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In Adventu Finalem

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Andrew Boss

Andrew Boss

Subtitle: A Symphony for Stage Band, Antiphonal Wind Players, and Organ

General Info

Year: 2017
Duration: c. 50:00
Difficulty: VI (see Ratings for explanation)
Publisher: Boss Music Studios, available through Murphy Music Press
Cost: Score and Parts (print) - Rental ($495.00)   |   Score Only (print) - $135.00


1. Perspective
2. Prophecy


Full Score
Flute I-II (I doubles Alto Flute; both double Piccolo)
Oboe I-II
English Horn
Bassoon I-II
B-flat Soprano Clarinet I-II-III (I doubles Piccolo Clarinet)
B-flat Bass Clarinet
B-flat Contrabass Clarinet
E-flat Alto Saxophone I-II (I doubles Soprano Clarinet)
B-flat Tenor Saxophone
E-flat Baritone Saxophone
B-flat Trumpet I-II-III-IV (I double Flugelhorn)
Horn in F I-II-III-IV
Trombone I-II-III
Bass Trombone
String Bass
Piano (double Celesta)
Percussion I-VI, including:

  • Bass Drum
  • Bell Tree
  • Bongos
  • Chimes
  • Crash Cymbals
  • Crotales
  • Finger Cymbals
  • Glockenspiel
  • Marimba
  • Sizzle Cymbal
  • Slapstick
  • Snare Drum
  • Suspended Cymbal, medium and large
  • Tam-Tam (2)
  • Temple Blocks
  • Tenor Drum
  • Thunder Sheet
  • Tom-Tom (4)
  • Triangle
  • Vibraphone
  • Water Gong
  • Waterphone
  • Xylophone (2)

Antiphonal Wind Players

  • Wind Quintet (Flute, Oboe, Clarinet, Alto Saxophone, Bassoon)
  • Brass Trios (Trumpet V-VI-VII-VIII, Trombone V-VI, Percussion VII-VIII)

Players humming


None discovered thus far.

Program Notes

“War cannot be humanized. It can only be abolished.” – Albert Einstein

In Adventu Finalem translates from the Latin as “The Final Arrival.” The ideas behind this title stem from both religious and neo-political influences, both referencing an event of cataclysmic and irreversible destruction.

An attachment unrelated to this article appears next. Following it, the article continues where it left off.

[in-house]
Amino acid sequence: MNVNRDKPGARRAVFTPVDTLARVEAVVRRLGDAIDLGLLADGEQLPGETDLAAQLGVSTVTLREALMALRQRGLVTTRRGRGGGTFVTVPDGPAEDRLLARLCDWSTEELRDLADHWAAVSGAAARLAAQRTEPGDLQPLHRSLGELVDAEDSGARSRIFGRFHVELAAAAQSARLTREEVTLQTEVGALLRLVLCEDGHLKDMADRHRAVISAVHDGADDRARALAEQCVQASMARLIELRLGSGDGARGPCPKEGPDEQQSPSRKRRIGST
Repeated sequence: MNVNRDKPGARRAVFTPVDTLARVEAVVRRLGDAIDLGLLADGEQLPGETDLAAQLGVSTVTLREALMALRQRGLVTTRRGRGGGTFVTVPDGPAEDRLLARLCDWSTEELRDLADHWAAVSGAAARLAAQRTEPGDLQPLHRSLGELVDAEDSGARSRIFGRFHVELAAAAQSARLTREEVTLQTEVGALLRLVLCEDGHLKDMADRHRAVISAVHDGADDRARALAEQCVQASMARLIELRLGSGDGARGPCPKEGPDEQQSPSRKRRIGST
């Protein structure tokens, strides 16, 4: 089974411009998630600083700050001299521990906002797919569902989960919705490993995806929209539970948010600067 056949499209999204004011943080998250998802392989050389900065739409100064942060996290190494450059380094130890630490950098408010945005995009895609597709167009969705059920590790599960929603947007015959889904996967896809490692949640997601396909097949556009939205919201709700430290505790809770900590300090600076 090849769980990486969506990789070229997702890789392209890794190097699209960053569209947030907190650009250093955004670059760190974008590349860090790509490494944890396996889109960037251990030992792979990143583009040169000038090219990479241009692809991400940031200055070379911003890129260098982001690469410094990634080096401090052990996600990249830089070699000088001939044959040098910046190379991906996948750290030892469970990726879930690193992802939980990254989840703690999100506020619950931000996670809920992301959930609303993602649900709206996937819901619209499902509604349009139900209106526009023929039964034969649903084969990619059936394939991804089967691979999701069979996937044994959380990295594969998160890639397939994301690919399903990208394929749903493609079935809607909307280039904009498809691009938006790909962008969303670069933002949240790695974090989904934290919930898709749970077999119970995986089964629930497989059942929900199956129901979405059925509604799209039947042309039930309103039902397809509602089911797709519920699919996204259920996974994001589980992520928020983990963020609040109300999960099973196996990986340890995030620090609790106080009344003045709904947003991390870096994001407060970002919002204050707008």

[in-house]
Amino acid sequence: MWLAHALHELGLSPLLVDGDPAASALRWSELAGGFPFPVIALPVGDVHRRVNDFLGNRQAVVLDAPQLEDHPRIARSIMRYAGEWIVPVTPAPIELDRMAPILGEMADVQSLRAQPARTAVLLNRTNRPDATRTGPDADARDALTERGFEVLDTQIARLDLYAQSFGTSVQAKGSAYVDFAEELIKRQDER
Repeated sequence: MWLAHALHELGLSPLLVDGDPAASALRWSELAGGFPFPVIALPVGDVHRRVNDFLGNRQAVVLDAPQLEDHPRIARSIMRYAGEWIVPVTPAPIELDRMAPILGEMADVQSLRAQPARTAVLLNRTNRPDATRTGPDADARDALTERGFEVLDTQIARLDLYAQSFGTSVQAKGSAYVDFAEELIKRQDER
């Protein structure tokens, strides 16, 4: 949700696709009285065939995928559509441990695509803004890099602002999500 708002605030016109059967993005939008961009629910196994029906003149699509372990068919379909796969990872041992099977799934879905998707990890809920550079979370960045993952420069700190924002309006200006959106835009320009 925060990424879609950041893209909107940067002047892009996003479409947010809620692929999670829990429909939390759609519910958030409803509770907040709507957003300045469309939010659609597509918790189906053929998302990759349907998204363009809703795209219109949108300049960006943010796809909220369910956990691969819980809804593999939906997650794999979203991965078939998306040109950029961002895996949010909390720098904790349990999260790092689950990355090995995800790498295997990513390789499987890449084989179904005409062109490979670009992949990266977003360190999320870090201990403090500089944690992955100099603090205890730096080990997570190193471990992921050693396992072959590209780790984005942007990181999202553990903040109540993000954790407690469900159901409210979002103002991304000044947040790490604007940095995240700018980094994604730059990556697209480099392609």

Biblically speaking, this work suggests the event of the Christian apocalypse and Second Coming (Secundus Adventu), a story, supposedly originating as a prophetic vision, that speaks of global catastrophe (the Great Tribulation) and follows with the return of Christ to defeat his enemies once and for all and restart his Kingdom, a world freed from death and suffering.

On the political end, it refers to the world’s continuing and increasing struggles toward maintaining diplomatic relationships among countries due to internal corruption and man’s quest for power and gain. These dangerous traits, paired with the increasing instability in the Middle East, continuing escalations with Russia and North Korea, further radicalization and discord among political parties, unprecedented uses of cyberwarfare, and, ultimately, the renewed incentive of rebuilding nuclear arsenals worldwide are legitimate reasons for concern in a world that seems to be becoming more belligerent as the prospects of a nuclear war have cast a disturbing shadow for the past 50 years. Will we finally arrive to a point of conflict so irreversible and destructive that it cannot be undone?